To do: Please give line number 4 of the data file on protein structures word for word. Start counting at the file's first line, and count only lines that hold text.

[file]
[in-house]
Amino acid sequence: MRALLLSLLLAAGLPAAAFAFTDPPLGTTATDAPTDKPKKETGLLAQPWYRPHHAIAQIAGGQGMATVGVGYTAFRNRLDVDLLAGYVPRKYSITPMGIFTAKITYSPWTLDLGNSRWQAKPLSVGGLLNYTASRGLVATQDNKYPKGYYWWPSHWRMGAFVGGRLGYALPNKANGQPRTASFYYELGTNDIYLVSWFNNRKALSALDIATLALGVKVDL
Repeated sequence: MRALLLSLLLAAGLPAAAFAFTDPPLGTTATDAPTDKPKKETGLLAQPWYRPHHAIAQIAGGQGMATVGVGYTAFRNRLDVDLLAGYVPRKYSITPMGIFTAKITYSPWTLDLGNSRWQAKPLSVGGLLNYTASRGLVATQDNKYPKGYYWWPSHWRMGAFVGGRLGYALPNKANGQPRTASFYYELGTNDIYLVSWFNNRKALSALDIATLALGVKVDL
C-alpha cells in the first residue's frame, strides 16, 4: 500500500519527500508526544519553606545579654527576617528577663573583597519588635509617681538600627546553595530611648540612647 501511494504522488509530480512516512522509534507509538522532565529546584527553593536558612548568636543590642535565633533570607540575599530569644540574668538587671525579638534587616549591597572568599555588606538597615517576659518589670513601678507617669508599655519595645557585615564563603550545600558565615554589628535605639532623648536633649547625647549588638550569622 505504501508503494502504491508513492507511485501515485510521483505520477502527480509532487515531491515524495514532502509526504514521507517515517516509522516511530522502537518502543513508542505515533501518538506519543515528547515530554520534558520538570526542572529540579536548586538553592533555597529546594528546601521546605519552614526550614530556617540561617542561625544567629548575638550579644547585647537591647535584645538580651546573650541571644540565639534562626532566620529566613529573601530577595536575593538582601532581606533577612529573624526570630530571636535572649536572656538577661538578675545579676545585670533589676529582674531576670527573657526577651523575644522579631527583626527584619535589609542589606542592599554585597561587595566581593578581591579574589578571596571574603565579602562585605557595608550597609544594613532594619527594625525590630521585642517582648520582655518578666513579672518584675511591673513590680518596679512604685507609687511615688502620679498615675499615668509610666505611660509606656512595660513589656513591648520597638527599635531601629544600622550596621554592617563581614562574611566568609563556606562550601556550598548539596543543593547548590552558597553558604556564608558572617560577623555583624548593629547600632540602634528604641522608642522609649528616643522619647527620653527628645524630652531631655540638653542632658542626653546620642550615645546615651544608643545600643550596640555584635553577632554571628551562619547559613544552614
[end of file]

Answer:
C-alpha cells in the first residue's frame, strides 16, 4: 500500500519527500508526544519553606545579654527576617528577663573583597519588635509617681538600627546553595530611648540612647 501511494504522488509530480512516512522509534507509538522532565529546584527553593536558612548568636543590642535565633533570607540575599530569644540574668538587671525579638534587616549591597572568599555588606538597615517576659518589670513601678507617669508599655519595645557585615564563603550545600558565615554589628535605639532623648536633649547625647549588638550569622 505504501508503494502504491508513492507511485501515485510521483505520477502527480509532487515531491515524495514532502509526504514521507517515517516509522516511530522502537518502543513508542505515533501518538506519543515528547515530554520534558520538570526542572529540579536548586538553592533555597529546594528546601521546605519552614526550614530556617540561617542561625544567629548575638550579644547585647537591647535584645538580651546573650541571644540565639534562626532566620529566613529573601530577595536575593538582601532581606533577612529573624526570630530571636535572649536572656538577661538578675545579676545585670533589676529582674531576670527573657526577651523575644522579631527583626527584619535589609542589606542592599554585597561587595566581593578581591579574589578571596571574603565579602562585605557595608550597609544594613532594619527594625525590630521585642517582648520582655518578666513579672518584675511591673513590680518596679512604685507609687511615688502620679498615675499615668509610666505611660509606656512595660513589656513591648520597638527599635531601629544600622550596621554592617563581614562574611566568609563556606562550601556550598548539596543543593547548590552558597553558604556564608558572617560577623555583624548593629547600632540602634528604641522608642522609649528616643522619647527620653527628645524630652531631655540638653542632658542626653546620642550615645546615651544608643545600643550596640555584635553577632554571628551562619547559613544552614